Startups and small businesses without IT experts

As business owners, we have to try everything to reduce costs; IT is one of these things. We are always online looking for information to get the best solution for our business. I am here to tell you about what I think is the best answer, based on my experience and my knowledge. I hope this article gives you a better understanding of what IT solutions you should utilise in your office. Get ready to gear up your company for better IT reliability and less downtime.

Get your office connected to the Internet.
I would start with a good and reliable Internet connection; if possible, superfast fibre optic. I would use BTinfinity or TalkTalk, due to their low prices. However, if you have little knowledge about Internet connections, I recommend a company called Zen ADSL; they are a bit more expensive than their competitors, but provide an excellent level of support in case of complications. Superfast Broadband is only available in some areas;
are you in the catchment area? Check here to see if you are in a super-fast area.

In case you can only get the standard ADSL you should check out other providers, such as Relish or Virgin Media, which come without a landline.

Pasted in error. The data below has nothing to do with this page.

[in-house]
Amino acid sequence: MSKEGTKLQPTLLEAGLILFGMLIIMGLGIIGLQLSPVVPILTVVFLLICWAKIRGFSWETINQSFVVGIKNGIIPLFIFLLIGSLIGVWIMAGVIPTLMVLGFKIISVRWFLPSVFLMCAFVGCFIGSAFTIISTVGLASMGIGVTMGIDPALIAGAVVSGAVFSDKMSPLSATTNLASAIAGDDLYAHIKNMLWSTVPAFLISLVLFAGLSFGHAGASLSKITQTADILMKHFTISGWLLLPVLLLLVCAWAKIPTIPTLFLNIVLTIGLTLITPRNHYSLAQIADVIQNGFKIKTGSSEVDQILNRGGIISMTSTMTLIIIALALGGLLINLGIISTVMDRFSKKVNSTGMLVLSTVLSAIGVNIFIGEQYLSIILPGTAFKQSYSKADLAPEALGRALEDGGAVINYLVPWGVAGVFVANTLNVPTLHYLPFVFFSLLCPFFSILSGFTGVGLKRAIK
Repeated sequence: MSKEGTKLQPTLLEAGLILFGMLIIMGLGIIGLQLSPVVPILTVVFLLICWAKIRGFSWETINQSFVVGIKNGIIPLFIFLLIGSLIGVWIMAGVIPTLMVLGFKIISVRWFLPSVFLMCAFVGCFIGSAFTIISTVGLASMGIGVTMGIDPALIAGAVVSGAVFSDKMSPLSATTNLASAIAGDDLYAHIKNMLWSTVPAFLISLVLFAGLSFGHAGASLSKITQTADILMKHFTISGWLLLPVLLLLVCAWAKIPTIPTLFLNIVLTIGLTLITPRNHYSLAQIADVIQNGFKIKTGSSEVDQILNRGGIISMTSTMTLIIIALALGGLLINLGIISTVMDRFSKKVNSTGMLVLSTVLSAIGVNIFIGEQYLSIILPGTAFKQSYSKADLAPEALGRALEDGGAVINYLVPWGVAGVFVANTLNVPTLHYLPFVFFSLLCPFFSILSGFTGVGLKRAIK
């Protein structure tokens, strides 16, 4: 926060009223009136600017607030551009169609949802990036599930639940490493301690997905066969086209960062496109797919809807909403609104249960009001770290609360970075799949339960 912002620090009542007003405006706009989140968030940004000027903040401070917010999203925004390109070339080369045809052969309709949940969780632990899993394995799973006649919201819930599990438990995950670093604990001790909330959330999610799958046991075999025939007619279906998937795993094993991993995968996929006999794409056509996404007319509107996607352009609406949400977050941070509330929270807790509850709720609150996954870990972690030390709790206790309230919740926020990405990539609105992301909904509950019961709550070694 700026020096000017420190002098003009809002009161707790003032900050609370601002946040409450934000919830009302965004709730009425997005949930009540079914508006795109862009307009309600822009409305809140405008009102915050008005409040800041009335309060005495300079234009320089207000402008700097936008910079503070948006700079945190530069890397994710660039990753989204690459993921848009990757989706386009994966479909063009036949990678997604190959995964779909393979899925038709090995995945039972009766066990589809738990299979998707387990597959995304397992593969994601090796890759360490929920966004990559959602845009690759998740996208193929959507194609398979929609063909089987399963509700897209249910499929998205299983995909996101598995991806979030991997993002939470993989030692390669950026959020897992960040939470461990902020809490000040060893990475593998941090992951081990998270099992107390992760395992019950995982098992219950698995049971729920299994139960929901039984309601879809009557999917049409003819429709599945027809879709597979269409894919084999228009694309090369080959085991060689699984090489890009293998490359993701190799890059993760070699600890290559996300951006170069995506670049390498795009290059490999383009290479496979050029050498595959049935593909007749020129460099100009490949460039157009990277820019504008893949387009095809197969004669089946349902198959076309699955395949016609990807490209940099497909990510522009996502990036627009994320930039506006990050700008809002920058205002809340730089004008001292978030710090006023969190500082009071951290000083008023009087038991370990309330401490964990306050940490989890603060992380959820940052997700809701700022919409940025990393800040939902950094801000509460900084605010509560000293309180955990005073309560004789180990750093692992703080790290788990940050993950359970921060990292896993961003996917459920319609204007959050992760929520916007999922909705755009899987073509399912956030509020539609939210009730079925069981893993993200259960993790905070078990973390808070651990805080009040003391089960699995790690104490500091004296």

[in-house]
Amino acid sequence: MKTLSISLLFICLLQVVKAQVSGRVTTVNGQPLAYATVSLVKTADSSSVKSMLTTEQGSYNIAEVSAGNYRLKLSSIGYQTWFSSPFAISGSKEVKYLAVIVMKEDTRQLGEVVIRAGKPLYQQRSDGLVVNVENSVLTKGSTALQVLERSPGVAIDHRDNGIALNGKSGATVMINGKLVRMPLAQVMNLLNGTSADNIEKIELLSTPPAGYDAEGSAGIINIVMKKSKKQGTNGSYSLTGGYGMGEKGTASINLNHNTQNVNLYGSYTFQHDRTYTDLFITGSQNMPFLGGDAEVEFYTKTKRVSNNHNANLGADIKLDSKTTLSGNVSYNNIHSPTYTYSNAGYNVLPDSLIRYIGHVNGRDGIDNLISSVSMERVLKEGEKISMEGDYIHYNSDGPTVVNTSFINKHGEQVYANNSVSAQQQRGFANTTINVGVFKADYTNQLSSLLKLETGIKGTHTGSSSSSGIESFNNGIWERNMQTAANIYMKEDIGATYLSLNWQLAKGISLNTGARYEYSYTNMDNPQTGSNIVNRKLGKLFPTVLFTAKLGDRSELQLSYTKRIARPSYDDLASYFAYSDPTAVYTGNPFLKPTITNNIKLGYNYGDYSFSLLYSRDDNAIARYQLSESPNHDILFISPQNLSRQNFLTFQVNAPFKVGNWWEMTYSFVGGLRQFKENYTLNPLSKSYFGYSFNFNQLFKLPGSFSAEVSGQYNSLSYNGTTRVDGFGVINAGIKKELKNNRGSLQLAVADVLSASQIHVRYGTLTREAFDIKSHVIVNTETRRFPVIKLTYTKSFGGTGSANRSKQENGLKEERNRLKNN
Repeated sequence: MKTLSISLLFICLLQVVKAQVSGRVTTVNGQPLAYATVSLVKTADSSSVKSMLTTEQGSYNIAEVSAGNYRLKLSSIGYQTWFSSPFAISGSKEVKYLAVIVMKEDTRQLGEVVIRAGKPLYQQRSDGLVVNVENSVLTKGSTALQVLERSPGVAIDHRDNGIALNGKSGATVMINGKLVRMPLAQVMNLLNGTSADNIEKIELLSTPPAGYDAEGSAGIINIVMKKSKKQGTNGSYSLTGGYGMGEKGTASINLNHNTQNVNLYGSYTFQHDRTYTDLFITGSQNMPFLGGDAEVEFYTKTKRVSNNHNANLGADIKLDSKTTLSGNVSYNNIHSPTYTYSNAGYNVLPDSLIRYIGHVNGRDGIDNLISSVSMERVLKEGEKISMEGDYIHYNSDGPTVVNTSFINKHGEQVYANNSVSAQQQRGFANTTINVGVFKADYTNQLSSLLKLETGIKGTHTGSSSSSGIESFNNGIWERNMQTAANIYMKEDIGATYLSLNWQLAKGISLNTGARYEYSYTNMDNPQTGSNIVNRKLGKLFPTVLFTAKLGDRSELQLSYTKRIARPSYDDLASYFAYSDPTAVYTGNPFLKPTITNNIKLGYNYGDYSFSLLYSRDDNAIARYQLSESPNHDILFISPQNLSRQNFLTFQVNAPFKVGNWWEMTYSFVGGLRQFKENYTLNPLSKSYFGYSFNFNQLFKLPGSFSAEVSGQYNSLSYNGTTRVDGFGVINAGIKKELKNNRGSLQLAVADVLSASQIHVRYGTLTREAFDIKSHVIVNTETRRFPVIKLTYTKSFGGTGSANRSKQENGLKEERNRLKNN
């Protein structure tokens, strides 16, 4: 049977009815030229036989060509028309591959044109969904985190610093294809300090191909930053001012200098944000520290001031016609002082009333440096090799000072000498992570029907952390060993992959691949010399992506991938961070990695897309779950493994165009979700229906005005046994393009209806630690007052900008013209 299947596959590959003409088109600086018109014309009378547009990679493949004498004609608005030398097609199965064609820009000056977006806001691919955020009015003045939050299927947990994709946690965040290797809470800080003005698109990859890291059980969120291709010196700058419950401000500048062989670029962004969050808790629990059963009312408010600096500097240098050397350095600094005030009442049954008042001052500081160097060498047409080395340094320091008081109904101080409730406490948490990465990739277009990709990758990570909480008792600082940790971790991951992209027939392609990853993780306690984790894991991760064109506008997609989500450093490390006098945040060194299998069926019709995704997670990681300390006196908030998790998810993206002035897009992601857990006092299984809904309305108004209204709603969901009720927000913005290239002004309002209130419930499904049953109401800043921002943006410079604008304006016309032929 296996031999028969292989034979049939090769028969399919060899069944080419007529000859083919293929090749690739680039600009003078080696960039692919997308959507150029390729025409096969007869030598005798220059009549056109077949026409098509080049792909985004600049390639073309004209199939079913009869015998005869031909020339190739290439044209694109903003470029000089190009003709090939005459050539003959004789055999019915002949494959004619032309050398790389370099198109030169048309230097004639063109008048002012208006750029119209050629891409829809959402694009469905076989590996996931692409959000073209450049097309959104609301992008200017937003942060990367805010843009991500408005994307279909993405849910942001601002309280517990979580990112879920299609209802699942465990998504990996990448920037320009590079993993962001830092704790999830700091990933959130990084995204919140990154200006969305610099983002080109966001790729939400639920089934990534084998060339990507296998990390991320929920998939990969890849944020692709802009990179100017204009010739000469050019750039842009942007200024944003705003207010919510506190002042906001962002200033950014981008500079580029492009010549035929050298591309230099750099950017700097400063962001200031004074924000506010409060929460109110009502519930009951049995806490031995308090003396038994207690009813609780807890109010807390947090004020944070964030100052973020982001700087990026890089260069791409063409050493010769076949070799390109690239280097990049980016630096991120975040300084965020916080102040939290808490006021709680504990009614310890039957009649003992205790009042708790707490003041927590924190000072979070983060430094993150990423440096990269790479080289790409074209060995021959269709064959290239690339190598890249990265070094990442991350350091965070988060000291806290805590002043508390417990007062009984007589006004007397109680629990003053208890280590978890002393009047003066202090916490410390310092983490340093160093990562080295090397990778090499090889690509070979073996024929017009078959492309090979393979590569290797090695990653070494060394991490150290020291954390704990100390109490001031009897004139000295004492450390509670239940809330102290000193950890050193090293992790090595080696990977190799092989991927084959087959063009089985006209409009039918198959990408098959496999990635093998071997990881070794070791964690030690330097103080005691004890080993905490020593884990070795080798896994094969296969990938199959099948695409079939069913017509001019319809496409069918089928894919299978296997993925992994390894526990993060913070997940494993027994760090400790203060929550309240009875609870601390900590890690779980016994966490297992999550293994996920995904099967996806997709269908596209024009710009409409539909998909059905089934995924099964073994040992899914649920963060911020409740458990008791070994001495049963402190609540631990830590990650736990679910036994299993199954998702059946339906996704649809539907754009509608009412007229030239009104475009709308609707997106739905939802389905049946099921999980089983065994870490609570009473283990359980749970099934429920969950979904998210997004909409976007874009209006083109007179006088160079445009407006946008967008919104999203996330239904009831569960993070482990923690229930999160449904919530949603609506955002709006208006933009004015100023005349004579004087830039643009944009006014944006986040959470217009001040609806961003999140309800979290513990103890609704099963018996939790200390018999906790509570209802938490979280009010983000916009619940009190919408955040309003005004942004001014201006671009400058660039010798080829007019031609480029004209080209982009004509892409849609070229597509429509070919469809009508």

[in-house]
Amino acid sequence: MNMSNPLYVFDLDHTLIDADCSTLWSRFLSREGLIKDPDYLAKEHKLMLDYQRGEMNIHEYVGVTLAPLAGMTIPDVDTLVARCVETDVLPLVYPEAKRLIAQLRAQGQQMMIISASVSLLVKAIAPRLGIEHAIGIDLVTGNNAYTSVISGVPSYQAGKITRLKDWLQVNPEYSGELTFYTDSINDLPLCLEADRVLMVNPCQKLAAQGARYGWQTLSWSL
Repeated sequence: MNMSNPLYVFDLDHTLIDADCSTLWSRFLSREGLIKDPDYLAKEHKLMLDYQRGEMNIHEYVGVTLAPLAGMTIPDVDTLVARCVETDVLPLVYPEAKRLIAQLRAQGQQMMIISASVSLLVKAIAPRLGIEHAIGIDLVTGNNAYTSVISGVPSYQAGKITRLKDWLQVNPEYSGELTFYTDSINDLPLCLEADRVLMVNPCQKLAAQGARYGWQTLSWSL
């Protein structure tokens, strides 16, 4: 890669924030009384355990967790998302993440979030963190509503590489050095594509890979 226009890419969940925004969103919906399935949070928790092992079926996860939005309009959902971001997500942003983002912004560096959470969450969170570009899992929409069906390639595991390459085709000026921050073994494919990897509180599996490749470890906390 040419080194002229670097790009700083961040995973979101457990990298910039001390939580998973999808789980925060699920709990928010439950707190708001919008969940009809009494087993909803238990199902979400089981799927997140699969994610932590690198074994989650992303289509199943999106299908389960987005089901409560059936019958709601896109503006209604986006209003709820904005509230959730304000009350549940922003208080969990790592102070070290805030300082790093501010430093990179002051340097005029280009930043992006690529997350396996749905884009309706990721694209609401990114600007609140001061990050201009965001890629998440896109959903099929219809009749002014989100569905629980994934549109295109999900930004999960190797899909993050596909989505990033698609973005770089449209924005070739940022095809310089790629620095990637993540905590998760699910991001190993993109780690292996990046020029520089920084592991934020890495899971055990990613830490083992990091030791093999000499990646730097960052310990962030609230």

If, in spite of all of your research, you can only get a traditional ADSL connection, it would be a good idea to get two standard ADSL lines, and a router with dual ports with Load Balancing.

I recommend a Cisco Router RV042 only for load balancing the Cisco RV042.

Fibre Channel over Ethernet (FCoE)
This can be an excellent option if you have the budget for it. It costs on average £300 per month to get 10 Mbps, with a 100% uptime SLA (Service Level Agreement).

Now that you have Internet access let’s concentrate on your email solution. Presumably you have a domain name and web hosting for your company’s website; this should include POP3 and IMAP so that you can send and receive emails.

Choose IMAP over POP3 whenever possible.
I would use IMAP over POP3, with Microsoft Outlook 2016 for Windows or Outlook for Mac. It is important to note that there are cheaper alternatives to Microsoft. Mailbird or Thunderbird are two other  e-mail applications for Windows, and for Mac you have Apple Mail and Thunderbird.

Email and share files anywhere
All business owners want to operate as fast as possible, and have no patience when it comes to IT. We usually want to share our work with the rest of the team easily and access our IT system from anywhere on the globe. The Cloud brings you greater flexibility and is very cost-effective, as you don’t have to buy or maintain any equipment.